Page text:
Volunteering had almost halted during the winter of 1862-1863. On March 3, 1863, the President Lincoln signed a new conscription act known as the Civil War Military Draft Act. This new act replaced the previous Militia Act of 1862. It called for all males between the ages of 20 to 45 for service instead of assigning quotas to each state. Western states were reluctant to participate, they were not abolitionists and were more concerned about the spread of slavery into their own states. They feared that emancipation would bring a wave of freemen from the south to compete for jobs and bring down wages.
Substitution and commutation were frequent practices that allowed citizens to find a substitute or to pay $300 to avoid draft. The purpose was to placate the effect of the draft on pacifists and opponents of the draft. These policies lasted throughout the war. The problem with substitution was that the quality of substitutes was inferior as after collecting compensation they would desert. Commutation was one of the most controversial policies of the war which led to the slogan “rich man’s war, poor man’s fight”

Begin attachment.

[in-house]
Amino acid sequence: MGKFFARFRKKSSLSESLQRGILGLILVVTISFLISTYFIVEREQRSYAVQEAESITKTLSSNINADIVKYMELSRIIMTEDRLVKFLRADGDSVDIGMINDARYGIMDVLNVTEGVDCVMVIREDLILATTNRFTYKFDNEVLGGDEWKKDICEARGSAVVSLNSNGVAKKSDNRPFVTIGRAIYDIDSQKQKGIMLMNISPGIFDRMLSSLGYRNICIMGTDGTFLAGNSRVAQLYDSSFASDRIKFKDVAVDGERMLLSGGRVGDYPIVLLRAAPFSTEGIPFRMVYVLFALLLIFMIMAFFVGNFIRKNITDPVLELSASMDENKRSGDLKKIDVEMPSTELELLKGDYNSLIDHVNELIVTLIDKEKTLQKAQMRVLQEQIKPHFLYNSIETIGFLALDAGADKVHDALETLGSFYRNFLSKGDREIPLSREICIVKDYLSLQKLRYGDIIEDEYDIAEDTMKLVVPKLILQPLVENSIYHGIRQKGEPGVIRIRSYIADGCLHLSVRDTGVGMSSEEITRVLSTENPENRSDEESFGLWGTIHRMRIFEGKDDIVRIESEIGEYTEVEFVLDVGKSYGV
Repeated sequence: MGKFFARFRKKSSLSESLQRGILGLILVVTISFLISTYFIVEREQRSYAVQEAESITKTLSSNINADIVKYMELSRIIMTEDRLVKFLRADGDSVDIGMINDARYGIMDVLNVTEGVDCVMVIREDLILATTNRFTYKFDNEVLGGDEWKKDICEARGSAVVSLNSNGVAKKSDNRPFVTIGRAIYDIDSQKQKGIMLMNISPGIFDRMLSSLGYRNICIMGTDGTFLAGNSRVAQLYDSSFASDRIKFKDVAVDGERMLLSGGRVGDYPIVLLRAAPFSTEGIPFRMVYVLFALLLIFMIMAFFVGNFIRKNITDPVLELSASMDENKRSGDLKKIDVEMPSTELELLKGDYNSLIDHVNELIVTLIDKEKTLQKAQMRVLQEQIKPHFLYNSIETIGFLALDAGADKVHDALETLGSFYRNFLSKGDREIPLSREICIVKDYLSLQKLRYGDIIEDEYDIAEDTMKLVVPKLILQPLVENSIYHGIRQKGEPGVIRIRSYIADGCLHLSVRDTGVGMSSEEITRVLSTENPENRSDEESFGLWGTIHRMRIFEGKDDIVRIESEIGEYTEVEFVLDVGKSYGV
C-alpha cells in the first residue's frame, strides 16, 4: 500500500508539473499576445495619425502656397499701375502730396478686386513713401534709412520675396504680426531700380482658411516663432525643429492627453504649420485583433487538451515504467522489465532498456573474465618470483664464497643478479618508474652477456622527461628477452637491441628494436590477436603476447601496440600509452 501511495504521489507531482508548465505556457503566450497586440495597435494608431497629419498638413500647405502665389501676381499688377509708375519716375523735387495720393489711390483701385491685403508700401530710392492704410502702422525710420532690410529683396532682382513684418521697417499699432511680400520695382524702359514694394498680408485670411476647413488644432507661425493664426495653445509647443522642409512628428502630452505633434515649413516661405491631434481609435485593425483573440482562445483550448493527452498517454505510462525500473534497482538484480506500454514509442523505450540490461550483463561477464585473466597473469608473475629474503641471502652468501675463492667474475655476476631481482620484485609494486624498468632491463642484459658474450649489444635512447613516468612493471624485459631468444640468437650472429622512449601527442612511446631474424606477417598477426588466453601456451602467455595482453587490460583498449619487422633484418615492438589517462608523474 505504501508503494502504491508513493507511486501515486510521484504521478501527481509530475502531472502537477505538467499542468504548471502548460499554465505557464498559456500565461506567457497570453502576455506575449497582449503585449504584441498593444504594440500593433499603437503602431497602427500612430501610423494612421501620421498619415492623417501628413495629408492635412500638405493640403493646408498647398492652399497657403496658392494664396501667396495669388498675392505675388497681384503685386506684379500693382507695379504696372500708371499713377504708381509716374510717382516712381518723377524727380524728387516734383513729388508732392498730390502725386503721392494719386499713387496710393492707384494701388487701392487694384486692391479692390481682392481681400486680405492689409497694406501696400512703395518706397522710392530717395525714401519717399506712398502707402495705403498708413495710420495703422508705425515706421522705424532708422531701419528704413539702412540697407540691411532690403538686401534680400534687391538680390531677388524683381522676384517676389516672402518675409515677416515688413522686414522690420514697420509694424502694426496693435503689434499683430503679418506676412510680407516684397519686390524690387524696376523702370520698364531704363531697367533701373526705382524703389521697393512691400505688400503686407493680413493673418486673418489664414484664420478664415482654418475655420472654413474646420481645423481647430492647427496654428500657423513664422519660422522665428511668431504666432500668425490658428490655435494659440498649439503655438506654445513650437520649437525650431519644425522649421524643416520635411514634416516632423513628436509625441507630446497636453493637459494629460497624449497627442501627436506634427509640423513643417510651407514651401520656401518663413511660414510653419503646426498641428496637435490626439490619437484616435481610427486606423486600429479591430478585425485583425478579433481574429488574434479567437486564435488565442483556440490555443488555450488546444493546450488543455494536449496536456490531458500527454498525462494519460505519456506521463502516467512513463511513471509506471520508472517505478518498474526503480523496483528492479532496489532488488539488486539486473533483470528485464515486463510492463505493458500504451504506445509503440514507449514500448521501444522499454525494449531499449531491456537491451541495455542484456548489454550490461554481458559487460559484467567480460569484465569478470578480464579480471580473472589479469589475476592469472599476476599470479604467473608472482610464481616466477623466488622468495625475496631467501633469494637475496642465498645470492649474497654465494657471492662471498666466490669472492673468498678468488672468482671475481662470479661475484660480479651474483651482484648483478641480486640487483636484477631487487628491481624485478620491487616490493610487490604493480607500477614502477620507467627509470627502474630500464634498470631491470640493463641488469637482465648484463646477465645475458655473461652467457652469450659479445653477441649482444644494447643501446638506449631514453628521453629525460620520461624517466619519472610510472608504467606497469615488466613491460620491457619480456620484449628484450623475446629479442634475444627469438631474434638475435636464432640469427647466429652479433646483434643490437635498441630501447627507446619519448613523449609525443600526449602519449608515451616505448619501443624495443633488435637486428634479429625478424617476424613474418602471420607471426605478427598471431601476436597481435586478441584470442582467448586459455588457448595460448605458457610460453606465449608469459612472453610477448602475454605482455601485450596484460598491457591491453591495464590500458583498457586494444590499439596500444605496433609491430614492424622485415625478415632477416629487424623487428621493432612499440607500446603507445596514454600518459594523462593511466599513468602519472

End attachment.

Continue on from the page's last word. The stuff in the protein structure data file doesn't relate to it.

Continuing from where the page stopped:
Attempts at enforcing conscription led to sporadic outbreaks of violence in Ohio, Indiana, Milwaukee and Pennsylvania. The worst riots erupted in New York City where Irish American men took to the streets protesting, looting and burning property. More than 100 people were killed before Union soldiers arrived at the scene.
Under the advice of abolitionist and civil rights activist, Frederick Douglass, and facing a shortage of volunteers, Lincoln resorted to recruiting African Americans. They were not recruited as soldiers initially but as laborers and support personnel to garrison and defend forts, positions, stations and other places and to man vessels.